Average Daily VMT
VMT on state-maintained highways 480M
VMT all state roadways 649.8M

Traffic Operations

Traffic Operations Division | (512) 416-3200

TxDOT maintains 5,050 traffic signals throughout Texas at a cost of approximately $33 million (FY13).

TxDOT funded 298 behavioral/enforcement projects under the Texas Traffic Safety Program at a cost of $56 million in federal and state grant funds (FY13). These projects are designed to increase the proper use of safety belts and child safety seats as well as to deter dangerous driving behaviors such as speeding, aggressive or distracted driving, and driving under the influence of alcohol and other drugs.

TxDOT operates approximately 825 dynamic message signs, 1,830 closed circuit cameras and 14 traffic management centers and offices to improve operations on the state highway system.

TxDOT receives more than 500,000 motor vehicle crash reports annually from law enforcement agencies and currently maintains approximately three million crash reports in our files.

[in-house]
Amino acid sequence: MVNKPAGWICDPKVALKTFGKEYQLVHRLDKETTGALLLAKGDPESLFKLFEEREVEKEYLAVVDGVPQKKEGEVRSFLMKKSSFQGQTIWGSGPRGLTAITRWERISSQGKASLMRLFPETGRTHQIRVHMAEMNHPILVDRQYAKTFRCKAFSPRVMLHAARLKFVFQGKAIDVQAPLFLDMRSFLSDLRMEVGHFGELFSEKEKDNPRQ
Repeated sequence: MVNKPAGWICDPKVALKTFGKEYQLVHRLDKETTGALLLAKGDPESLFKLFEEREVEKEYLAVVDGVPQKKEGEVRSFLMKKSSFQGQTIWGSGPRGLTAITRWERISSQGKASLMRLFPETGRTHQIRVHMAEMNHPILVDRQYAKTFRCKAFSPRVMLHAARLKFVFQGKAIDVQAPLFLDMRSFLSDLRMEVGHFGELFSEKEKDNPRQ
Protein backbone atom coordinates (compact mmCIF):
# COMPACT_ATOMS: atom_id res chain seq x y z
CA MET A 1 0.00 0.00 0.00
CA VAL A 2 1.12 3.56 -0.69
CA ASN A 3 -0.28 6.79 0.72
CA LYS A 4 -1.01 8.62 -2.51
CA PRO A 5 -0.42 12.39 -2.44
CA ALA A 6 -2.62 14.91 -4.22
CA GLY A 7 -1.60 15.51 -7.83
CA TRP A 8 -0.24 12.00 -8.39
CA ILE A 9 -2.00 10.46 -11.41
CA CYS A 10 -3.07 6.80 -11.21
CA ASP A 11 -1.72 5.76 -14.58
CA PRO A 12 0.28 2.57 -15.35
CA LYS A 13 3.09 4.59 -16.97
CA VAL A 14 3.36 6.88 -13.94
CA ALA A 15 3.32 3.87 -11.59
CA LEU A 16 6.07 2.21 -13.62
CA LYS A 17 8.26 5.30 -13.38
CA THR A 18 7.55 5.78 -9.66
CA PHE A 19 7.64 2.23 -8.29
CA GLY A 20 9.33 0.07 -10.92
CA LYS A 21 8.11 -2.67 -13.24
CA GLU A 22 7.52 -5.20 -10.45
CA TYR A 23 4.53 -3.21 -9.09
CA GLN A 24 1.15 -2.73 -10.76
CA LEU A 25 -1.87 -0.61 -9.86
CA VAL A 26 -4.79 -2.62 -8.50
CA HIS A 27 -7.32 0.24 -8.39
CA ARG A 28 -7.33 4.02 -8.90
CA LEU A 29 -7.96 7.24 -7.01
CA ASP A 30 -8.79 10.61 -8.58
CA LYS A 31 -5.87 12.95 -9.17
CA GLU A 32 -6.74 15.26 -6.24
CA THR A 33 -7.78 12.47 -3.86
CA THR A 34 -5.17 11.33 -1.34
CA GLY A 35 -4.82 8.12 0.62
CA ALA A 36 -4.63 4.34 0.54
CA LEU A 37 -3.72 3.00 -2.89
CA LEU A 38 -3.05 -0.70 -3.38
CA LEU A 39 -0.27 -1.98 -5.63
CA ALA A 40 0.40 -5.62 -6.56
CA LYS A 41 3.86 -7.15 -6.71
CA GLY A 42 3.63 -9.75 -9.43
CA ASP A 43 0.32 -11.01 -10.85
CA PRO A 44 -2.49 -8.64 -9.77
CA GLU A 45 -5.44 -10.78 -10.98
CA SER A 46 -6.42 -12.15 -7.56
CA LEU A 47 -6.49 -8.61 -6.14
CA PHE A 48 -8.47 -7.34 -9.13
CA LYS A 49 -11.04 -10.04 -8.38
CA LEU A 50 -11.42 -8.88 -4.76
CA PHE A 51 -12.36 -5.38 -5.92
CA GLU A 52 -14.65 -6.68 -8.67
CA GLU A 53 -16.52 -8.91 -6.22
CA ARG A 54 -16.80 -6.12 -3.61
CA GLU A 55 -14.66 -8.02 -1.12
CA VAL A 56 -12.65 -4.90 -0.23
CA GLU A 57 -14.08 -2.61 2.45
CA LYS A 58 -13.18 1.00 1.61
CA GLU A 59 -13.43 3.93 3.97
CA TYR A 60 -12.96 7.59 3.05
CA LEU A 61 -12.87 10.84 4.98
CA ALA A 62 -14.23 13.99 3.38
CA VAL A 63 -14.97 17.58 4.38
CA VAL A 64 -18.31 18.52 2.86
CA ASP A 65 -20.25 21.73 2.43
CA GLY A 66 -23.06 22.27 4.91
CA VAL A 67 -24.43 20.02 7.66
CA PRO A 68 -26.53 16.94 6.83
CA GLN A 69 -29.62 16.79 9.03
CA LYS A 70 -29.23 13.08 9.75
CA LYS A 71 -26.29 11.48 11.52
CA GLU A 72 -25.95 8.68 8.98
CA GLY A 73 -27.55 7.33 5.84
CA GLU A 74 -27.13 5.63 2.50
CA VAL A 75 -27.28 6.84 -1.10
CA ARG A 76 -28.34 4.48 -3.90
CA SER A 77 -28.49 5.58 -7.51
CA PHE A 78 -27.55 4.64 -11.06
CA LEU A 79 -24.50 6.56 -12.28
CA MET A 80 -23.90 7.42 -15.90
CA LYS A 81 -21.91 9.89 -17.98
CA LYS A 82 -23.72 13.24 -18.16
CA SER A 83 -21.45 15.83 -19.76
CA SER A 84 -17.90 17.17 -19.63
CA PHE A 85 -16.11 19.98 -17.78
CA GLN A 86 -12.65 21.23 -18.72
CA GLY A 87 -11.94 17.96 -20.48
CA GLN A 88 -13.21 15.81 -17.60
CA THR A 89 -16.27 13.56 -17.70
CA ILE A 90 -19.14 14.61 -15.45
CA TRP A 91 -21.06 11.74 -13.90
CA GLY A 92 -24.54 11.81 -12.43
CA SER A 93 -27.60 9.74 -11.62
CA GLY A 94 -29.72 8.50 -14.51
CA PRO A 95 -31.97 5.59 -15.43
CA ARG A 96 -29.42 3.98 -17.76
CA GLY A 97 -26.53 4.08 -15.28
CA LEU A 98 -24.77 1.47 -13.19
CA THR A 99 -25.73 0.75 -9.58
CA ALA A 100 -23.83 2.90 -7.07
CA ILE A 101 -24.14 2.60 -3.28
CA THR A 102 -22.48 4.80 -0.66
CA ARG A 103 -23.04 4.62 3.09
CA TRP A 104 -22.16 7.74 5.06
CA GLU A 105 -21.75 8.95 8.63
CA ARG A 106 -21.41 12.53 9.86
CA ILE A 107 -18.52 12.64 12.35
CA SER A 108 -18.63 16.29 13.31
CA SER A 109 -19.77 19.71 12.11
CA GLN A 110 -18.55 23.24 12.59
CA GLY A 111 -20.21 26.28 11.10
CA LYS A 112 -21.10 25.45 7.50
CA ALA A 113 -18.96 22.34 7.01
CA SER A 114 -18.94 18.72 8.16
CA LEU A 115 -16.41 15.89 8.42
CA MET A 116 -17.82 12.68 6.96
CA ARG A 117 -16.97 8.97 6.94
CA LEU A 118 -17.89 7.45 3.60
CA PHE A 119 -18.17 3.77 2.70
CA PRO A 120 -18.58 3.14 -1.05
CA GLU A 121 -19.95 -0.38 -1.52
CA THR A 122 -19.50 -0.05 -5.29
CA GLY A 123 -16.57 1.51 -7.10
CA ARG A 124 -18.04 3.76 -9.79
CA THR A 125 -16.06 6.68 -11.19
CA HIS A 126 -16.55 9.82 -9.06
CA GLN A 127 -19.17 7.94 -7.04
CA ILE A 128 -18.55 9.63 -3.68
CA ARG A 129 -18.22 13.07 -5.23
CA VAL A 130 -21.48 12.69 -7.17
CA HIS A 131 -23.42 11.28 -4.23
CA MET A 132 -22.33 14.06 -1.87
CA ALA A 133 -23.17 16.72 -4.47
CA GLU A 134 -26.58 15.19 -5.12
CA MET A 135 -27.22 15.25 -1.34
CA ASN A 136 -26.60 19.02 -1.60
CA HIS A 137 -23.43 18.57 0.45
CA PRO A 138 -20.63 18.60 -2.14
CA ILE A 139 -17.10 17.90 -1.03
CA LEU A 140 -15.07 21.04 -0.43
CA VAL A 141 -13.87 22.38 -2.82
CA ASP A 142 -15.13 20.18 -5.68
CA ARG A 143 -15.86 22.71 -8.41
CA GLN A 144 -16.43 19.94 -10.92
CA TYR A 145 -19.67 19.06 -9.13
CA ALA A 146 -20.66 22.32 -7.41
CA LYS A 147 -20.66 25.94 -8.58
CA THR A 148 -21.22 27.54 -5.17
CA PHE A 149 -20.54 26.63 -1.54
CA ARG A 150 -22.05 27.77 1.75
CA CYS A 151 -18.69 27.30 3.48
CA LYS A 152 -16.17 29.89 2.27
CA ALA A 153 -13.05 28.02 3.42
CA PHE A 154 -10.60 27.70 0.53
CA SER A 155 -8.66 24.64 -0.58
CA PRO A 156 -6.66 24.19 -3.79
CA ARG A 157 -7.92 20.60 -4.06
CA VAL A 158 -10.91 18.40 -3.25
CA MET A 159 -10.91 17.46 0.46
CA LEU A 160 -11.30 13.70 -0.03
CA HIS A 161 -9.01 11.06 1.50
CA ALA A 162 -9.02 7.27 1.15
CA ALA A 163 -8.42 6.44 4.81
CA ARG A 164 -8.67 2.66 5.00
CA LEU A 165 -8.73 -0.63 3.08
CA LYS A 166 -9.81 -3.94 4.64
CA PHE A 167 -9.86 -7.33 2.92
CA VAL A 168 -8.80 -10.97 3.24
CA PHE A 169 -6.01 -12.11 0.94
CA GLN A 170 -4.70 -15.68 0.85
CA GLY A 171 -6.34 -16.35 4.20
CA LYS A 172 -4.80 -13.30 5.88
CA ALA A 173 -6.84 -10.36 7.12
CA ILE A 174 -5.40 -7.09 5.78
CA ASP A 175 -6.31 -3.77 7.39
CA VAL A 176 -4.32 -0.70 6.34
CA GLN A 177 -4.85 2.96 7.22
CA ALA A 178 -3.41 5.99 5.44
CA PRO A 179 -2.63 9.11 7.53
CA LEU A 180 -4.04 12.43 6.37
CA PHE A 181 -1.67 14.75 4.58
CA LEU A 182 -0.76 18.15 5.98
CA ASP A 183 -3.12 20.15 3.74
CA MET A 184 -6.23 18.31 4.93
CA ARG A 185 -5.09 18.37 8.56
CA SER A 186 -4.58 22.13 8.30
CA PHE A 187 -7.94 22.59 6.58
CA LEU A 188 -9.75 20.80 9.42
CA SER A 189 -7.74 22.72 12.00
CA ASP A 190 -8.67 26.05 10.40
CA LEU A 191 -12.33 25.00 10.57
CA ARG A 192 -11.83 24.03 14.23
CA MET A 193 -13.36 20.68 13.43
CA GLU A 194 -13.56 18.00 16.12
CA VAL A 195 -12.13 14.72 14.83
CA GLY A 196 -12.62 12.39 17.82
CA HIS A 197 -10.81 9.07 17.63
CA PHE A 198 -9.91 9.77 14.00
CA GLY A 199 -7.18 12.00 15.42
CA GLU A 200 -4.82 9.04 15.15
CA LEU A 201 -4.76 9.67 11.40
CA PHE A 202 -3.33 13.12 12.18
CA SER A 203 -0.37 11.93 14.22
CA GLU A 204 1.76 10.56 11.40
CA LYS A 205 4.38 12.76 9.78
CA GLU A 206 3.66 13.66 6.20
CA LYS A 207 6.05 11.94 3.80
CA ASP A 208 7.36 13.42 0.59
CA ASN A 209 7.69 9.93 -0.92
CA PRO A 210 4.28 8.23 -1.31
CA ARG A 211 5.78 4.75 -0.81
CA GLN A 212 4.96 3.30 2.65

TxDOT’s Crash Records Information System can access an individual report in seconds.  In addition, TxDOT has implemented a new online system for the public to immediately purchase and download these crash reports after they are received from law enforcement agencies and processed into the system.

The Click It or Ticket safety program started in 2002. Since then, statewide safety belt use has increased from 76.1 percent to 90 percent in 2013. The Click It or Ticket program has been estimated to have saved 3,663 lives and prevented more than 50,000 serious injuries over the past 11 years.

This steady increase in the use of seat belts has also saved an estimated $10 billion in lost wages, medical costs, travel delays and lost quality of life.